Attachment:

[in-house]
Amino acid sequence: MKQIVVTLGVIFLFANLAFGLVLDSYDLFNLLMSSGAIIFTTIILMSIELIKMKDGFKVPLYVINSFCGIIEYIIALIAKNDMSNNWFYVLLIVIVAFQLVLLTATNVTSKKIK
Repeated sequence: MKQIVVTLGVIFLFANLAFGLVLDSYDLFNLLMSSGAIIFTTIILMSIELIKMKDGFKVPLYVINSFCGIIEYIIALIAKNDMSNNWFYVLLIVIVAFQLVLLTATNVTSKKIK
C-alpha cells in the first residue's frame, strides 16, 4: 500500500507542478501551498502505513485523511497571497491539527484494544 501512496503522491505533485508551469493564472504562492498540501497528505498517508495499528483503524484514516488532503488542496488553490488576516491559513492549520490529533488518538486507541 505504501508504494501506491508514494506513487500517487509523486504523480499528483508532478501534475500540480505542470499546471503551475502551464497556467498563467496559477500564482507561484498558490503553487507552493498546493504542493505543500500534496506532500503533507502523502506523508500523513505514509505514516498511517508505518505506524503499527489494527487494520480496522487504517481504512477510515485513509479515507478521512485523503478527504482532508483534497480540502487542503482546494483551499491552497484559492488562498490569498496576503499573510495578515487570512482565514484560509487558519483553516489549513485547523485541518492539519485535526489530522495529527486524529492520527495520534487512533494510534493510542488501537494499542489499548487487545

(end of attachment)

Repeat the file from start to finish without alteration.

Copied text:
[in-house]
Amino acid sequence: MKQIVVTLGVIFLFANLAFGLVLDSYDLFNLLMSSGAIIFTTIILMSIELIKMKDGFKVPLYVINSFCGIIEYIIALIAKNDMSNNWFYVLLIVIVAFQLVLLTATNVTSKKIK
Repeated sequence: MKQIVVTLGVIFLFANLAFGLVLDSYDLFNLLMSSGAIIFTTIILMSIELIKMKDGFKVPLYVINSFCGIIEYIIALIAKNDMSNNWFYVLLIVIVAFQLVLLTATNVTSKKIK
C-alpha cells in the first residue's frame, strides 16, 4: 500500500507542478501551498502505513485523511497571497491539527484494544 501512496503522491505533485508551469493564472504562492498540501497528505498517508495499528483503524484514516488532503488542496488553490488576516491559513492549520490529533488518538486507541 505504501508504494501506491508514494506513487500517487509523486504523480499528483508532478501534475500540480505542470499546471503551475502551464497556467498563467496559477500564482507561484498558490503553487507552493498546493504542493505543500500534496506532500503533507502523502506523508500523513505514509505514516498511517508505518505506524503499527489494527487494520480496522487504517481504512477510515485513509479515507478521512485523503478527504482532508483534497480540502487542503482546494483551499491552497484559492488562498490569498496576503499573510495578515487570512482565514484560509487558519483553516489549513485547523485541518492539519485535526489530522495529527486524529492520527495520534487512533494510534493510542488501537494499542489499548487487545